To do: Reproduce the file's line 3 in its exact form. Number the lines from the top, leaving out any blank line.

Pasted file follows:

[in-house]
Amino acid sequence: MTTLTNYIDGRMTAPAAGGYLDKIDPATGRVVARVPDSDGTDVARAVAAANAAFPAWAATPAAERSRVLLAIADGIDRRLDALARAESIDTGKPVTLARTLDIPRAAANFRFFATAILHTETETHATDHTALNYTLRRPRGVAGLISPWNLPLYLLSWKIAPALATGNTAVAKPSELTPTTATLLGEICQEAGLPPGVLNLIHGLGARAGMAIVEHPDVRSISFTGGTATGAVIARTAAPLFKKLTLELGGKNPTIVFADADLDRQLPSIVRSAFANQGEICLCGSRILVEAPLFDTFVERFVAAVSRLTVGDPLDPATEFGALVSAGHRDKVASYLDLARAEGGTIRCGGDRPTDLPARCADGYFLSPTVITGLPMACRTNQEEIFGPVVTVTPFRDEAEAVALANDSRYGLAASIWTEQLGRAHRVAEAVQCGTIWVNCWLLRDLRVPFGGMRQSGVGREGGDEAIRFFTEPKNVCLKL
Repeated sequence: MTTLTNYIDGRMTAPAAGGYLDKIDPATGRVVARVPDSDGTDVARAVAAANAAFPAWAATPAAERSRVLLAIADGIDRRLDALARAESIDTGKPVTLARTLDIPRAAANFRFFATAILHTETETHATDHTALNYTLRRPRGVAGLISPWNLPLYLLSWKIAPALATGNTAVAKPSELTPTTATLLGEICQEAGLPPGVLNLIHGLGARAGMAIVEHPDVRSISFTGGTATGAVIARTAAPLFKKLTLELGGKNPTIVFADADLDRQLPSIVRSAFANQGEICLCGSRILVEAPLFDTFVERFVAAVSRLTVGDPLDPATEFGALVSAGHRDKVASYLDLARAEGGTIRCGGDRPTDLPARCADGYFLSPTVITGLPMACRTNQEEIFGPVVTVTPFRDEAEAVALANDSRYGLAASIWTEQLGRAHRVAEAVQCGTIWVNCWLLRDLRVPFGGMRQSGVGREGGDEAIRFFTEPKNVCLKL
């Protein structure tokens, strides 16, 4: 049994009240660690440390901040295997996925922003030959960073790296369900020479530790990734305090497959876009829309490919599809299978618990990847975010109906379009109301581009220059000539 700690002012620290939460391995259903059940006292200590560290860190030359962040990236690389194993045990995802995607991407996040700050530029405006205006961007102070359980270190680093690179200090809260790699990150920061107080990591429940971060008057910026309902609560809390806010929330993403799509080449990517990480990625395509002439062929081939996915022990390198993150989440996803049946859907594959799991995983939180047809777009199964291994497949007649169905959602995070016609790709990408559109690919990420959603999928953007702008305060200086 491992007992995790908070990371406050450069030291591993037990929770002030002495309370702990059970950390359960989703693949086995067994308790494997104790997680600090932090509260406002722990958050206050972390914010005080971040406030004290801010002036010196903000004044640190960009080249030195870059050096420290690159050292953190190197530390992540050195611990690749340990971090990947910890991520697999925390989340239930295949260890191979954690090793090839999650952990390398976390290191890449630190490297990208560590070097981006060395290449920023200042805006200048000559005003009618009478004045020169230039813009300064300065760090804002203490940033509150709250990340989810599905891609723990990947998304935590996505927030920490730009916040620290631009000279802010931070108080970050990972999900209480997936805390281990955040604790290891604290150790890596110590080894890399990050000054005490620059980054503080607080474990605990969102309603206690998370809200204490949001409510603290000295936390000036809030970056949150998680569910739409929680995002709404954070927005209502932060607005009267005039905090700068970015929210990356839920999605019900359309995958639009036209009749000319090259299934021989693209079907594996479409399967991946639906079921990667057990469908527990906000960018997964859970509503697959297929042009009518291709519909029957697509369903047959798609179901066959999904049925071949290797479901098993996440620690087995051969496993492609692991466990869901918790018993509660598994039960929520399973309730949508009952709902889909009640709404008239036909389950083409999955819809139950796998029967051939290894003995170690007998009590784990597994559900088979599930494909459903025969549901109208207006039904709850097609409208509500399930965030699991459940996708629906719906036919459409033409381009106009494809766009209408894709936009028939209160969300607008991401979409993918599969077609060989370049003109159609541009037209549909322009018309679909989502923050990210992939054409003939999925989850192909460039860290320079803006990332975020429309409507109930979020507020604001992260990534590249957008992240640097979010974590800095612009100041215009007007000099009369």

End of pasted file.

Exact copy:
Repeated sequence: MTTLTNYIDGRMTAPAAGGYLDKIDPATGRVVARVPDSDGTDVARAVAAANAAFPAWAATPAAERSRVLLAIADGIDRRLDALARAESIDTGKPVTLARTLDIPRAAANFRFFATAILHTETETHATDHTALNYTLRRPRGVAGLISPWNLPLYLLSWKIAPALATGNTAVAKPSELTPTTATLLGEICQEAGLPPGVLNLIHGLGARAGMAIVEHPDVRSISFTGGTATGAVIARTAAPLFKKLTLELGGKNPTIVFADADLDRQLPSIVRSAFANQGEICLCGSRILVEAPLFDTFVERFVAAVSRLTVGDPLDPATEFGALVSAGHRDKVASYLDLARAEGGTIRCGGDRPTDLPARCADGYFLSPTVITGLPMACRTNQEEIFGPVVTVTPFRDEAEAVALANDSRYGLAASIWTEQLGRAHRVAEAVQCGTIWVNCWLLRDLRVPFGGMRQSGVGREGGDEAIRFFTEPKNVCLKL